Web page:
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As more big banks warm to blockchain technologies, HSBC has announced its entry into the world of digital asset custody, with the launch of storage services for tokenized securities.
The move follows a similar decision by US banking titan BNY Mellon in 2021, highlighting an emerging trend among major banking institutions.
HSBC reports a growing demand for digital asset custody and fund administration from asset managers and asset owners, indicating a rapidly evolving market.
The British banking giant, currently the biggest bank across the UK-European region, is partnering with Swiss crypto custody firm Metaco, recently acquired by blockchain startup Ripple, to offer secure storage for bonds and other securities.
The service will enhance the bank’s HSBC Orion platform for issuing digital assets and a new offering for tokenized physical gold.
HSBC will utilize Metaco’s Harmonize platform which aims to unify security and management of digital asset operations.
While originally the underlying technology for cryptocurrencies like Bitcoin, banks are finding diverse applications for centralized blockchains, from payments to trading, often without involving digital tokens.
Tokenized securities, like bonds and equities, are regulated assets issued on a blockchain.
The main use for HSBC’s centralized blockchain is to create a shared digital ledger where assets are recorded.
The digital tokenization of equities, bonds, and other assets is emerging as a promising utility in the banking sector.
Zhu Kuang Lee, HSBC’s chief digital, data and innovation officer for securities services, states the bank sees increasing demand for digital asset services.
Metaco CEO Adrien Treccani reinforces this sentiment, stating financial institutions are ready to scale digital asset pilots to real use cases around custody, issuance, trading and settlement of tokenized assets.
This move marks another significant step by HSBC towards embracing digital assets, adding to their existing services that allow Hong Kong clients to trade in Bitcoin and Ether (Ethereum’s token) exchange-traded funds. Read more here.
Where Does Zucoin Differ From Banks’ Centralized Blockchains?
Think of tokenized securities as regular assets like bonds but with a digital touch.
They’re simply converted into tokens and stowed on a blockchain, a common digital ledger.
HSBC’s latest venture into digital asset custody, protecting tokenized securities, embodies this saying.
Big institutions and firms will build up services offering to hold your digital assets, as banks already do with money.
This is a clear and expected off-shoot industry that is beginning to form.
The tricky part is that holding, managing, and potentially re-investing assets given to a company falls very clearly under securities regulation.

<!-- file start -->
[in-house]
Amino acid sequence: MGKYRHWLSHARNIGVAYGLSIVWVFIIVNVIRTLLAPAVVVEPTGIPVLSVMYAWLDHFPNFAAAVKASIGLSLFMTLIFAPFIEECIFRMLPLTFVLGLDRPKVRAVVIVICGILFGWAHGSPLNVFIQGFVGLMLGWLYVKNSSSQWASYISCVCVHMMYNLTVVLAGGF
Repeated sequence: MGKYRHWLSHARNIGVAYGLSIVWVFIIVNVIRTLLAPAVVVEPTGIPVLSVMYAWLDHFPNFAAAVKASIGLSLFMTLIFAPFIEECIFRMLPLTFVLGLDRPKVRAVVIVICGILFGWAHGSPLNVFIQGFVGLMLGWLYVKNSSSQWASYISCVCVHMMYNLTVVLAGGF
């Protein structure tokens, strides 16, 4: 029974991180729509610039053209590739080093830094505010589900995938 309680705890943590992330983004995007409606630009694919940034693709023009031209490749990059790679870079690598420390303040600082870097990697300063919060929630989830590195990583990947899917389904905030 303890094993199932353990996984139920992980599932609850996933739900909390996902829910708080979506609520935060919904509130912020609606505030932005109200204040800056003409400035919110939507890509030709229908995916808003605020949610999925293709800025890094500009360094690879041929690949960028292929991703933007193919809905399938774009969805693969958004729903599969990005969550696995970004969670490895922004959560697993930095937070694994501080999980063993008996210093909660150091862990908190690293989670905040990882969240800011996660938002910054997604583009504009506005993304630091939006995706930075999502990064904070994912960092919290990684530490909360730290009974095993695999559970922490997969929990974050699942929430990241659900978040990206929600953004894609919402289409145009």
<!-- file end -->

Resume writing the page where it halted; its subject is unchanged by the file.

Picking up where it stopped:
It’s an area Zucoin isn’t focused on and works to specifically avoid, as it’s a whole different kind of ballgame.
These institutions are uniquely positioned to move into the digital asset management area, and it’s been clear for a long time this is their trajectory.
HSBC’s approach differs from Zucoin’s goals.
With Zucoin, users handle their data and digital assets using their self-managed wallets, known as “self-custodial wallets”.
The Zucoin wallet holds everything from your transaction history to cryptographic keys, and the data resides in your app.
Your private data isn’t sitting on someone else’s server.
All that emits from your wallet app to the Splitchain caching network is your latest transaction so that others you’ve transacted with can prove your claims.
By doing this, it avoids the “double-spend problem”, where you could spend the same coin twice.
Interestingly, there’s an angle to this that isn’t being considered by most media outlets.
Apart from the obvious risk of disruption, why else would banks be rushing to embrace centralized versions of blockchain?
Tokenization is the answer, but why?
Banks tend to use their assets under management to issue new or extend existing loans, hence putting more money into circulation.
Despite what most people think, much of modern banking creates deposits by the act of lending, rather than lending the deposits that have been entrusted to them.
In essence, “loans actually create deposits”.
This isn’t the only way banks create money out of thin air, but it’s certainly a common way.
If banks are focusing on holding more assets and tokenizing more things from the real and digital world, then it seems clear their goal is to vacuum up as many kinds of assets as possible, so that more loans can be created, provided they have enough reserves.
It could move all kinds of asset ownership and management into the control of the banks.
Then, banks can stake more collateral to take out bigger and bigger loans.
Future credit balance sheets on banks will grow to a size dwarfing current numbers, in far less time.
It could get to a point where banks become bigger than their parent nation.
The goal of technologies like decentralized blockchains and Splitchain is to spearhead a different approach to managing and securing the ownership of distributed data, making it harder for central control or censorship to occur, in a way where anybody can participate—making it permissionless.
These announcements from HSBC and BNY Mellon could pave the way for the banking industry to control more assets owned by individuals and corporations.
And just as money held by banks has come under tighter and more controversial, borderline-censorship rules, so too will these kinds of assets in time.
It’s one of the important reasons why Zucoin’s focus is on making self-management and participation as easy as possible.
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Disclaimer: Of course, this is not advice, financial or otherwise. It’s also important to consider the risks and challenges associated with any potential benefits.